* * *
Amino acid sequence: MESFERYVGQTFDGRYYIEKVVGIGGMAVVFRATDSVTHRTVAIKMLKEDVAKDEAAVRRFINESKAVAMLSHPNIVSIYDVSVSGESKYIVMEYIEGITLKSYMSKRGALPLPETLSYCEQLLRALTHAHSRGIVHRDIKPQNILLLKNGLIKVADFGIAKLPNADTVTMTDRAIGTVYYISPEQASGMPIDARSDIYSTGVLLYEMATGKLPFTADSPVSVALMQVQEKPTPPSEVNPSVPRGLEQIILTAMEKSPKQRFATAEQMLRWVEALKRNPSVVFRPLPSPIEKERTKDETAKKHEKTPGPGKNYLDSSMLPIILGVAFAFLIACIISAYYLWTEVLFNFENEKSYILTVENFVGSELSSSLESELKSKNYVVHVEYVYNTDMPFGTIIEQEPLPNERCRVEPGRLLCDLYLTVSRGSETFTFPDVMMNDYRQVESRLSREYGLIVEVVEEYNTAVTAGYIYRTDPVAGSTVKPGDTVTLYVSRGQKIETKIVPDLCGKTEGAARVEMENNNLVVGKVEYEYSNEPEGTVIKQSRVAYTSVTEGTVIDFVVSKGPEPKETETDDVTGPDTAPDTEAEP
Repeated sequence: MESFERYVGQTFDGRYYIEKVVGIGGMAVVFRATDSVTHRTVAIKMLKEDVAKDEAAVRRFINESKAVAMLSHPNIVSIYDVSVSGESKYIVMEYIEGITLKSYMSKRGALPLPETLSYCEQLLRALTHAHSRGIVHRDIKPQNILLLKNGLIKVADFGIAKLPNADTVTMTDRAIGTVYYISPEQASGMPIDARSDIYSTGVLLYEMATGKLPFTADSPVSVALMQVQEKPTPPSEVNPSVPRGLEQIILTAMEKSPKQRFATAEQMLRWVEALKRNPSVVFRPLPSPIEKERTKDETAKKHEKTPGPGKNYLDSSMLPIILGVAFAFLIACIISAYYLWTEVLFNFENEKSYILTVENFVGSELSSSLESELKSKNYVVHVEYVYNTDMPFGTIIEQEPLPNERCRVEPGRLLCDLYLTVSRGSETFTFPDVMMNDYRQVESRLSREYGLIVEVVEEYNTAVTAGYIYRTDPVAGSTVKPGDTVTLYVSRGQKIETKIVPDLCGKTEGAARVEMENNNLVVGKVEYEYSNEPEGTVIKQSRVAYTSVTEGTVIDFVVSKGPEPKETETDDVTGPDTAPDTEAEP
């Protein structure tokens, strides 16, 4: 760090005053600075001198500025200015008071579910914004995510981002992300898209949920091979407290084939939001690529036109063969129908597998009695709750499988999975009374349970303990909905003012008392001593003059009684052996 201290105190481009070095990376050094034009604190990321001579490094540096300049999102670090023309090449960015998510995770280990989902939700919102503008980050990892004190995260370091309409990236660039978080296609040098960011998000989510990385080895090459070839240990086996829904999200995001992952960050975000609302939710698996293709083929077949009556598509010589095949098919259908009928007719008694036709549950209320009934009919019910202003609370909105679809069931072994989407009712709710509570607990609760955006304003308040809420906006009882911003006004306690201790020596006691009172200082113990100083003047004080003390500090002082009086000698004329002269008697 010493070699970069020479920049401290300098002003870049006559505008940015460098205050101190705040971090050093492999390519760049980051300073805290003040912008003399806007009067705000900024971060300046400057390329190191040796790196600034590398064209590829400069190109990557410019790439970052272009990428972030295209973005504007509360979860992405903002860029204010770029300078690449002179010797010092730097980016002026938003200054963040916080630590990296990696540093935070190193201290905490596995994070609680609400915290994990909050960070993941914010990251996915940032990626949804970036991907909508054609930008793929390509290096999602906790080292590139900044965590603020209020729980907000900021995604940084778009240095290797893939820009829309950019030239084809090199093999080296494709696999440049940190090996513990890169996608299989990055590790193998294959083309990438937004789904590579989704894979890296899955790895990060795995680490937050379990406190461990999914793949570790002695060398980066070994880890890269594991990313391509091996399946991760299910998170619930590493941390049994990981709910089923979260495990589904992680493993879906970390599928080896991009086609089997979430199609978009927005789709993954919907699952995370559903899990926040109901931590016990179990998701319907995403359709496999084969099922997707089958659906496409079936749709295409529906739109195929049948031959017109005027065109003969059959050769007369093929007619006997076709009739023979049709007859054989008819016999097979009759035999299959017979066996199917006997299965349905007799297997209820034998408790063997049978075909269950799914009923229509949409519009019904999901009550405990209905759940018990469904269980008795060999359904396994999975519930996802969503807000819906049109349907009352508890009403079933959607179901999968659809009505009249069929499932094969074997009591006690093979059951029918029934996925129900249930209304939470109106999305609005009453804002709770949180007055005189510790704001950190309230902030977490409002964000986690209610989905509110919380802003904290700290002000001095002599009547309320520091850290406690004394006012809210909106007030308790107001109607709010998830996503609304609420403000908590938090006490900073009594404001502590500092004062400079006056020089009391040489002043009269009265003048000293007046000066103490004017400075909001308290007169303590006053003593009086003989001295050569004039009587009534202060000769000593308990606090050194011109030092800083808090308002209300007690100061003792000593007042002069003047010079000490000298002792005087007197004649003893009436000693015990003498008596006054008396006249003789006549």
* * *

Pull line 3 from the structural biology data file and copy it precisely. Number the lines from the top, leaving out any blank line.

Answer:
């Protein structure tokens, strides 16, 4: 760090005053600075001198500025200015008071579910914004995510981002992300898209949920091979407290084939939001690529036109063969129908597998009695709750499988999975009374349970303990909905003012008392001593003059009684052996 201290105190481009070095990376050094034009604190990321001579490094540096300049999102670090023309090449960015998510995770280990989902939700919102503008980050990892004190995260370091309409990236660039978080296609040098960011998000989510990385080895090459070839240990086996829904999200995001992952960050975000609302939710698996293709083929077949009556598509010589095949098919259908009928007719008694036709549950209320009934009919019910202003609370909105679809069931072994989407009712709710509570607990609760955006304003308040809420906006009882911003006004306690201790020596006691009172200082113990100083003047004080003390500090002082009086000698004329002269008697 010493070699970069020479920049401290300098002003870049006559505008940015460098205050101190705040971090050093492999390519760049980051300073805290003040912008003399806007009067705000900024971060300046400057390329190191040796790196600034590398064209590829400069190109990557410019790439970052272009990428972030295209973005504007509360979860992405903002860029204010770029300078690449002179010797010092730097980016002026938003200054963040916080630590990296990696540093935070190193201290905490596995994070609680609400915290994990909050960070993941914010990251996915940032990626949804970036991907909508054609930008793929390509290096999602906790080292590139900044965590603020209020729980907000900021995604940084778009240095290797893939820009829309950019030239084809090199093999080296494709696999440049940190090996513990890169996608299989990055590790193998294959083309990438937004789904590579989704894979890296899955790895990060795995680490937050379990406190461990999914793949570790002695060398980066070994880890890269594991990313391509091996399946991760299910998170619930590493941390049994990981709910089923979260495990589904992680493993879906970390599928080896991009086609089997979430199609978009927005789709993954919907699952995370559903899990926040109901931590016990179990998701319907995403359709496999084969099922997707089958659906496409079936749709295409529906739109195929049948031959017109005027065109003969059959050769007369093929007619006997076709009739023979049709007859054989008819016999097979009759035999299959017979066996199917006997299965349905007799297997209820034998408790063997049978075909269950799914009923229509949409519009019904999901009550405990209905759940018990469904269980008795060999359904396994999975519930996802969503807000819906049109349907009352508890009403079933959607179901999968659809009505009249069929499932094969074997009591006690093979059951029918029934996925129900249930209304939470109106999305609005009453804002709770949180007055005189510790704001950190309230902030977490409002964000986690209610989905509110919380802003904290700290002000001095002599009547309320520091850290406690004394006012809210909106007030308790107001109607709010998830996503609304609420403000908590938090006490900073009594404001502590500092004062400079006056020089009391040489002043009269009265003048000293007046000066103490004017400075909001308290007169303590006053003593009086003989001295050569004039009587009534202060000769000593308990606090050194011109030092800083808090308002209300007690100061003792000593007042002069003047010079000490000298002792005087007197004649003893009436000693015990003498008596006054008396006249003789006549």